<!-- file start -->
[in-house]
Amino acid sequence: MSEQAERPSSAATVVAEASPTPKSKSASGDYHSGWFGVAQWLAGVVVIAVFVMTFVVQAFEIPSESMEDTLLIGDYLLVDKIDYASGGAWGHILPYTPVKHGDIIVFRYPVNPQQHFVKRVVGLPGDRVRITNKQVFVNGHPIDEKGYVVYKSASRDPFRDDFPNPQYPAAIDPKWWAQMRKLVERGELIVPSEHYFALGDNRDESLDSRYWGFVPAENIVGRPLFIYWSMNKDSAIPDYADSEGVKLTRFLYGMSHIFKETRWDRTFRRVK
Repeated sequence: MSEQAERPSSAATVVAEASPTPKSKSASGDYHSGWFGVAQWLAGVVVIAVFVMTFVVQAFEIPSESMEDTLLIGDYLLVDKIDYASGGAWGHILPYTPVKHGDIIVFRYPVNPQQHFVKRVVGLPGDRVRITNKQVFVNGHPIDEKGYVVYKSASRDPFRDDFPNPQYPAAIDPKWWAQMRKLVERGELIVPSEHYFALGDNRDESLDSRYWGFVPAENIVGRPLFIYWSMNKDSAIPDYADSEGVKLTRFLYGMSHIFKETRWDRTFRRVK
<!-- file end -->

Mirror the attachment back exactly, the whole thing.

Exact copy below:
[in-house]
Amino acid sequence: MSEQAERPSSAATVVAEASPTPKSKSASGDYHSGWFGVAQWLAGVVVIAVFVMTFVVQAFEIPSESMEDTLLIGDYLLVDKIDYASGGAWGHILPYTPVKHGDIIVFRYPVNPQQHFVKRVVGLPGDRVRITNKQVFVNGHPIDEKGYVVYKSASRDPFRDDFPNPQYPAAIDPKWWAQMRKLVERGELIVPSEHYFALGDNRDESLDSRYWGFVPAENIVGRPLFIYWSMNKDSAIPDYADSEGVKLTRFLYGMSHIFKETRWDRTFRRVK
Repeated sequence: MSEQAERPSSAATVVAEASPTPKSKSASGDYHSGWFGVAQWLAGVVVIAVFVMTFVVQAFEIPSESMEDTLLIGDYLLVDKIDYASGGAWGHILPYTPVKHGDIIVFRYPVNPQQHFVKRVVGLPGDRVRITNKQVFVNGHPIDEKGYVVYKSASRDPFRDDFPNPQYPAAIDPKWWAQMRKLVERGELIVPSEHYFALGDNRDESLDSRYWGFVPAENIVGRPLFIYWSMNKDSAIPDYADSEGVKLTRFLYGMSHIFKETRWDRTFRRVK